Denny added that one always wants to listen to different points of view; not just consumers. Industry buzz and retailers are also important to be aware of. Feinstein agreed, and observed how easy it is to make decisions on a poor sample set. "The danger is, sit down with eight consumers in San Mateo and say 'Eureka, we've got it!' It's about placing the learning within a context where it is useful. What's happening on the blogs, or the game sites? 'Wow, there's a lot of heat on this title,' or 'Wow, there's not a lot of heat - what can we do to generate more heat?'"

Naboa cited the "Hollywood Video segment," and the reserve lists it generates, as another tool, for the correlation between reservations and "day one" and "week one" sales.

Success and Spin

There is no scientific way, Denny said, to correlate brand success with marketing spin. He described a sort of a balance between marketing and faith. "You have to create a vent to get consumers going, but if you spend a million on a TV ad," that in no way ensures success. If you're going to spend that much money, you "might as well give it to someone else." He described modern marketing as a "multimedia experience," where it is no longer viable to rely on one or two outlets to carry a product.


NFL Street benefited from MTV's Making a Videogame.

Feinstein described a recent behind-the-scenes MTV special, titled Making a Videogame, that dealt with EA's NFL Street. Although EA was enthusiastic about the special, they were unsure how much effect it would really have on the game's sales. "Post-shift research," however, revealed that twenty-five percent of the consumers who responded cited the show as the main reason for buying the game. Given the fifteen-fold return on investment, compared to the standard three-fold of traditional marketing, EA intends to investigate this concept further.

Naboa detailed point-of-sale marketing, and the standard tactics to ensure that consumers notice your product. "When you walk into a retail environment, the shelf space - it's not just there; it's been paid for." Ubisoft seems to have benefited greatly from making its products visible in this manner.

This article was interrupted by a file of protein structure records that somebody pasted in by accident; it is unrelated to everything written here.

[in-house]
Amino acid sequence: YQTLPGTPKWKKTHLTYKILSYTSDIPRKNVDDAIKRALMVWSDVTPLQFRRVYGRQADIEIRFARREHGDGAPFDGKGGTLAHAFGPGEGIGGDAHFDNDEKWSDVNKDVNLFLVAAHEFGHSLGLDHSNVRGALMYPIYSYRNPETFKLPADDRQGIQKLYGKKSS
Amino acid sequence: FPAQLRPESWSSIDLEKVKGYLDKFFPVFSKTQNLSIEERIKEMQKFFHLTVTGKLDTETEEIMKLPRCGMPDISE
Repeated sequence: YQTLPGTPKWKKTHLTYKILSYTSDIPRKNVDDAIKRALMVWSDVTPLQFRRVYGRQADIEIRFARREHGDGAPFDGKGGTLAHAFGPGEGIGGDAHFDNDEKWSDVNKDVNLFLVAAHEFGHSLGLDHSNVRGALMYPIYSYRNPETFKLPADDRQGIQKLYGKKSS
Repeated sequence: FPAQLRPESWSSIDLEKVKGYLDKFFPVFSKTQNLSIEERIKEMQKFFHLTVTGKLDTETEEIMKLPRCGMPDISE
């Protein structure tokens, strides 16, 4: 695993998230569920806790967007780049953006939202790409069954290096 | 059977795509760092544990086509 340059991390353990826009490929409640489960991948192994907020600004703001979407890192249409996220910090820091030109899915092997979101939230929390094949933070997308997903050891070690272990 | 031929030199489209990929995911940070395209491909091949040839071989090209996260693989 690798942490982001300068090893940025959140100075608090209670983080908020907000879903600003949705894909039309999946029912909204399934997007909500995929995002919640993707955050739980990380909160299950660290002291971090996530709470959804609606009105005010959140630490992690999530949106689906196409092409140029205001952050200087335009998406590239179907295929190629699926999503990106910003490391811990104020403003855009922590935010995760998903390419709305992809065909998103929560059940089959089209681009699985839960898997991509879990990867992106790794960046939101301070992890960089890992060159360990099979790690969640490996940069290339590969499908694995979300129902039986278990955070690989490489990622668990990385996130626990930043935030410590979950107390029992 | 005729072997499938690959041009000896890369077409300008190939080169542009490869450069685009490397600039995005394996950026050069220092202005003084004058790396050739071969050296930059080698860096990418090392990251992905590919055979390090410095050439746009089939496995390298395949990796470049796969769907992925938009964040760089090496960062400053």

The Big Question

Relyea wrapped up the panel by reiterating his initial question: in a field as "schizophrenic" and fast-paced as videogames, where both stability and creativity are active concerns, does research and analysis help one side and hinder the other?

"People don't like change," Denny explained. Or, rather, "they do; the idea of change is scary. If you ask them, they'll say no. If you put them in front of it, and let them play, they'll say 'oh.'" Qualitative research, Denny says, can be misused. Research, however, is what Feinstein says "allows us to move things forward." NBA Street "morphed constantly" before it found its groove, all as a result of cultural study. Naboya was more pensive, noting that although Wal-Mart "has it down to an art how many times a month people come to buy toilet paper," you can't apply that kind of thinking to this medium. "They want to put our curve into their model, and it doesn't really work."

Although we have much to learn from "older industries," Denny mused, "we have to be careful not to emulate them." There is no magic solution, or even a template you can use from one game to the next. "When people rely on consumers to make decisions for us is where the danger really lies. You want to understand the context of the consumer's opinion and put it with all of the other pieces," to get an idea of how they think and of what they might enjoy. Lucas again mentioned the importance of "dragging developers with you" when you go to focus groups; to involve them in the marketing process so they will believe you.